Most people might be surprised to learn that an international trade law dispute about paper could be connected to protecting forests.
However, our Forests campaigners and partner organisation Kaoem Telapak have contributed to a victory for Indonesia over Australia at the World Trade Organisation (WTO) in a case about paper – a victory which should make it more difficult for countries to use trade tariffs to attack Indonesia’s log export ban.
This is good news for forest protection in Indonesia, although it’s disappointing that the WTO missed an opportunity to provide stronger protection for the log export ban.
Illegal logging has plagued Indonesia for decades and has been a major cause of deforestation in the country.
One of Indonesia’s crucial policies to tackle the logging of forests has been a ban on the export of logs. This is essentially a ban on exporting trees cut down but not processed in any way. The ban has prevented illegal loggers from ship raw timber to the sawmilling industries in other countries, such as China and Malaysia, and has made enforcement easier.
Both we and Kaoem Telapak have exposed illegal logging syndicates in Indonesia and these syndicates were easier to find by tracing breaches of the log export ban.
However, in 2017 Australia imposed tariffs on paper imports from Indonesia and in part pointed to the log export ban as a reason for doing so. The tariffs were what are called “anti-dumping duties” – penalties applied where a product from one country is being sold at a much lower price in another.
A quirk in the rules for imposing these tariffs allows countries to ignore the actual prices in different countries if they can point to government policies that “prevent a proper price comparison” between countries. In reality, prices for paper were lower in Indonesia than Australia, so Australia needed to justify ignoring real prices in order to impose the tariffs. In this case, one policy Australia pointed to was the log export ban.
If this all sounds very technical, it has real impacts in Indonesia and poses a threat to the log export ban. Indonesia took its case to the WTO, which decides whether tariffs such as Australia’s are legal under international trade law.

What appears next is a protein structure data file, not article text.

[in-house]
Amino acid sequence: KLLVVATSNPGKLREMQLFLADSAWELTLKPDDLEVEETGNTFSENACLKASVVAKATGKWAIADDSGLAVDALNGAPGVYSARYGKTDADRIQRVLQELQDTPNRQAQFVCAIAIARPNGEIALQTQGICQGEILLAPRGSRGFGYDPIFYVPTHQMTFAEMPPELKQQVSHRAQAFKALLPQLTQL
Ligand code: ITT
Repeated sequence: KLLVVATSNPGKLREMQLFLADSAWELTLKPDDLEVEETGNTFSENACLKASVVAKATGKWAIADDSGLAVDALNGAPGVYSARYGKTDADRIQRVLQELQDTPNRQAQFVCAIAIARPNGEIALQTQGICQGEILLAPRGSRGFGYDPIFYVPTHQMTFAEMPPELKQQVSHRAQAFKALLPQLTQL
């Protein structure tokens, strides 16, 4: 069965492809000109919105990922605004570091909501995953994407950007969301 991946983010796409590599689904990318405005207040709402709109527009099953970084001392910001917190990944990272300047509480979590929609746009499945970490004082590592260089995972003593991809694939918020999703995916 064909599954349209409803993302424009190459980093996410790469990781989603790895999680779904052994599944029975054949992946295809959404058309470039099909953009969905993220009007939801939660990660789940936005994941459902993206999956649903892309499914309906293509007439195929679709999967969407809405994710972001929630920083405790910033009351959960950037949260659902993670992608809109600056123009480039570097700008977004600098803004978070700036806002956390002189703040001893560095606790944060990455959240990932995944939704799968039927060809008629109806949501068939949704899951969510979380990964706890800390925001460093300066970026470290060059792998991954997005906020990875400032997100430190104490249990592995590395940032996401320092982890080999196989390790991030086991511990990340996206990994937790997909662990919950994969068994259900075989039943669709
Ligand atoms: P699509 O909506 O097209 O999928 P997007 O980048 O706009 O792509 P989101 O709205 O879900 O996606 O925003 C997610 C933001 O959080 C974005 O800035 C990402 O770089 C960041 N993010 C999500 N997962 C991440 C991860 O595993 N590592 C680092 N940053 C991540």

This is where we and Kaoem Telapak got involved, submitting an argument of our own in support of Indonesia. Under international trade law, environmental policies are supposed to be protected, so we argued that Australia’s paper tariffs were inappropriately punishing Indonesia’s log export ban.
The relevant provision of the law governing the case, the General Agreement on Tariffs and Trade, was Article XX. This Article, the “general exceptions” provision, allows countries to break the other rules of the agreement if they do so for an approved purpose. Two of the approved purposes are “to protect plant life or health” and “the conservation of exhaustible natural resources”.
We argued that the log export ban does both of these things, protecting plant life and conserving natural resources, which should mean Australia can’t use the log export ban to accuse Indonesian companies of “dumping” paper.
The WTO sided with Indonesia, finding that Australia had not done enough to justify its tariffs. Australia had looked at the effects of Indonesia’s policies (including the log export ban) on prices in Indonesia but had not looked at whether the effects actually prevented a “proper price comparison”. More analysis was required, such as looking at the impacts on prices in Australia.
This decision imposes a higher standard than Australia previously applied and should make it harder to use the log export ban to justify tariffs in future – which is good news for those wanting to protect Indonesia’s forests from illegal logging.
However, the WTO didn’t address the argument made by ourselves and Kaoem Telapak about the log export ban, a missed opportunity for it to declare the log export ban protected under the law.
We maintains that the log export ban is the kind of policy protected under international trade law and the WTO should recognise this in decisions involving the ban.
For now, the week’s decision should make countries think twice before using the ban to justify trade sanctions.